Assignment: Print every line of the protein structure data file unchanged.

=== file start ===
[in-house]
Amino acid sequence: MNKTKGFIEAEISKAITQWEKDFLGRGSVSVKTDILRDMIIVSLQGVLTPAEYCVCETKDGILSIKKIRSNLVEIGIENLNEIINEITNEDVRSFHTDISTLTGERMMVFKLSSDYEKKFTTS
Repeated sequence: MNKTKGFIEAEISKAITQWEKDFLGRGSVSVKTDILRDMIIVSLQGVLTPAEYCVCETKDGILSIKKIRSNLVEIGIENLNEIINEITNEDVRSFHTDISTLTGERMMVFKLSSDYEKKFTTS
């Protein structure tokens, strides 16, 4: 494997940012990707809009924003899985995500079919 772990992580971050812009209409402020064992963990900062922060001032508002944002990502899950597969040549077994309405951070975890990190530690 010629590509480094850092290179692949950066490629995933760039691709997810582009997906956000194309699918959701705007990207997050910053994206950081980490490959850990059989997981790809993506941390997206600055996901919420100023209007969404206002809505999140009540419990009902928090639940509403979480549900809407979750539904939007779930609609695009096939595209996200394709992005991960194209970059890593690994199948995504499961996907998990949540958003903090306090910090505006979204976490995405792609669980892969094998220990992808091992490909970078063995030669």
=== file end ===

[in-house]
Amino acid sequence: MNKTKGFIEAEISKAITQWEKDFLGRGSVSVKTDILRDMIIVSLQGVLTPAEYCVCETKDGILSIKKIRSNLVEIGIENLNEIINEITNEDVRSFHTDISTLTGERMMVFKLSSDYEKKFTTS
Repeated sequence: MNKTKGFIEAEISKAITQWEKDFLGRGSVSVKTDILRDMIIVSLQGVLTPAEYCVCETKDGILSIKKIRSNLVEIGIENLNEIINEITNEDVRSFHTDISTLTGERMMVFKLSSDYEKKFTTS
């Protein structure tokens, strides 16, 4: 494997940012990707809009924003899985995500079919 772990992580971050812009209409402020064992963990900062922060001032508002944002990502899950597969040549077994309405951070975890990190530690 010629590509480094850092290179692949950066490629995933760039691709997810582009997906956000194309699918959701705007990207997050910053994206950081980490490959850990059989997981790809993506941390997206600055996901919420100023209007969404206002809505999140009540419990009902928090639940509403979480549900809407979750539904939007779930609609695009096939595209996200394709992005991960194209970059890593690994199948995504499961996907998990949540958003903090306090910090505006979204976490995405792609669980892969094998220990992808091992490909970078063995030669």